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Quinoa vs Wild rice: How Are They Different?

This article explains the key similarities and differences between quinoa and wild rice, foods from the grains food group. Read on to learn more about the quinoa vs wild rice comparison.
Catherine Toledo, Journalist

Written by Catherine Toledo, Journalist. Updated on January 22, 2023.

Quinoa and wild rice belong to the grains food group, one of the staple food groups for people on a plant-based diet.

Grains and grain products are an affordable source of carbohydrates, as well as essential vitamins and minerals, including B vitamins (such as thiamin, riboflavin, and niacin), iron, and zinc, minerals that are usually harder to get on a plant-based diet.

They also provide a small amount of protein and healthy fats.

However, it is important to note that whole grains are generally a better source of these nutrients than refined grains.

This article will thoroughly compare quinoa and wild rice and help you learn more about their similarities and differences.


Quinoa (Chenopodium quinoa) is a grain-like crop grown for its edible seeds.

It is a good source of complete protein, providing all essential amino acids, and also rich in dietary fibers, vitamins, and minerals like magnesium, phosphorus, manganese, and zinc.

Quinoa also contains antioxidants, flavonoids, and anti-inflammatory compounds, which have been linked to various health benefits, including improved blood sugar control, cardiovascular health, and weight management.

It is a versatile ingredient that can be cooked and eaten as a side dish, added to soups and stews, or ground into flour to make breads, pancakes, and other baked goods.

Quinoa is an excellent source of Vitamin B1 (Thiamine), Vitamin B6 (Pyroxidine), and Vitamin B9 (Folate).

It also contains a good amount of Vitamin B2 (Riboflavin), Vitamin B3 (Niacin), Vitamin B5 (Pantothenic acid), and Vitamin E.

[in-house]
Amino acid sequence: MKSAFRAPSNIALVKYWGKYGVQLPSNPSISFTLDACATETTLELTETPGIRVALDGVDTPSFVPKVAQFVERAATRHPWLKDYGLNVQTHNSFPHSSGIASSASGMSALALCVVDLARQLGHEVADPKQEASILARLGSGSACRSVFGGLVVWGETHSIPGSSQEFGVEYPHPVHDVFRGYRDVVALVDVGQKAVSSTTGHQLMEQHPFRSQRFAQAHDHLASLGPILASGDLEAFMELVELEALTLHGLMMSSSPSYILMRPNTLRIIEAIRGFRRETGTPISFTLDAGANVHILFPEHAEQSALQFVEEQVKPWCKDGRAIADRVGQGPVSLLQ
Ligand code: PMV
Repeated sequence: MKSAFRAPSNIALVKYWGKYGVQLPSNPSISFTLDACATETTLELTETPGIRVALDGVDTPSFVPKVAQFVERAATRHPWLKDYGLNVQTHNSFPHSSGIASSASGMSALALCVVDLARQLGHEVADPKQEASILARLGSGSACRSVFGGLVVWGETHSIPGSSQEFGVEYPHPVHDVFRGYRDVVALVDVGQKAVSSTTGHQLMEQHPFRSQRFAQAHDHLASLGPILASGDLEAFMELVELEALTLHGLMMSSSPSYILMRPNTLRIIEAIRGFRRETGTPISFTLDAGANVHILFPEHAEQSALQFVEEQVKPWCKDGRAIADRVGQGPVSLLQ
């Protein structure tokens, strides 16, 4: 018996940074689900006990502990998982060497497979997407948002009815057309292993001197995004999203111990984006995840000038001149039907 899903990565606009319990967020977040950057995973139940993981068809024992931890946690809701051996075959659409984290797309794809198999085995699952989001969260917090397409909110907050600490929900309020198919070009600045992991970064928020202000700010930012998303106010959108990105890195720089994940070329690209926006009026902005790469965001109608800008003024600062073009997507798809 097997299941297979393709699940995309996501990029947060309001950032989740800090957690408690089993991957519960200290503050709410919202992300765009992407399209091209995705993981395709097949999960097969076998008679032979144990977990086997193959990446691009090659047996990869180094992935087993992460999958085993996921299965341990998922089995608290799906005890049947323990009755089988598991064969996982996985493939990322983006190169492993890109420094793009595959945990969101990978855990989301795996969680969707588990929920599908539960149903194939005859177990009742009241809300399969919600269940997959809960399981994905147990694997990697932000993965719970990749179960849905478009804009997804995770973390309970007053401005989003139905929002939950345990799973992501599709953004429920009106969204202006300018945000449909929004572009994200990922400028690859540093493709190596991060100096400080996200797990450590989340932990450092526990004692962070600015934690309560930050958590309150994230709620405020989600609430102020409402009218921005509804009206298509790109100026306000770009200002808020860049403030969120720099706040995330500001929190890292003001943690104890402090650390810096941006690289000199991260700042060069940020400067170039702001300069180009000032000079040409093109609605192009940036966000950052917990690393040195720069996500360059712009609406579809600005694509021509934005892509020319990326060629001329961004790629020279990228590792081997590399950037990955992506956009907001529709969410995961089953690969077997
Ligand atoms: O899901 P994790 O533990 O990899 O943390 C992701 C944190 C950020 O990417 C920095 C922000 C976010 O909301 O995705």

Wild rice

Wild rice (Zizania aquatica) is a type of cereal grain that is native to North America, specifically the Great Lakes region and the St. Lawrence River area.

It is a good source of carbohydrates, dietary fibers, and small amounts of vitamins and minerals like zinc, iron, and B vitamins. It is also rich in antioxidants and protein, making it a valuable food for vegetarians and vegans.

Wild rice has a nutty and slightly earthy flavor and is often used as a side dish or as an ingredient in salads, soups, and stuffings. It is also gluten-free and easy to digest, making it a great option for people with gluten sensitivities or celiac disease.

Wild rice is considered a functional food, as it has been shown to positively impact health when consumed regularly as part of a balanced diet. It is also considered a sustainable crop, as it can be grown in various habitats, including shallow water, and doesn’t require chemical fertilizers or pesticides.

Wild rice is an excellent source of Vitamin B3 (Niacin).

It also contains a good amount of Vitamin B1 (Thiamine), Vitamin B2 (Riboflavin), Vitamin B5 (Pantothenic acid), Vitamin B6 (Pyroxidine), and Vitamin B9 (Folate) and some Vitamin E.

Quinoa vs Wild rice Nutrition

Now that we’ve described the origin, taste, and usage of these foods, we can move to the most interesting part – comparing quinoa vs wild rice.

This comparison will start by comparing the caloric value of quinoa and wild rice and their macronutrients and then go more in-depth by analyzing their vitamin and mineral content.

QuinoaWild rice
Energy368 kcal357 kcal
Carbs64.2 g74.9 g
Sugar1.45 g2.5 g
Fiber7 g6.2 g
Protein14.1 g14.7 g
Fat6.07 g1.08 g
Saturated Fat0.706 g0.156 g

Quinoa vs Wild rice Calories

Most calories in grains come from carbs.

Comparing wild rice vs quinoa for weight loss, wild rice is slightly lower in calories, with 357 calories per 100 grams, compared to 368 calories per 100 grams of quinoa.

However, both quinoa and wild rice can and should be a part of a healthy diet, and neither one shouldn’t be avoided if you’re looking to lose weight.

Quinoa vs Wild rice Protein

Grains and most grain products, including quinoa and wild rice, are important sources of plant-based protein.

However, it should be noted that most grains, with the exception of quinoa and buckwheat, for example, are low in lysine and methionine.

That said, you can combine grains with legumes to get a complete protein.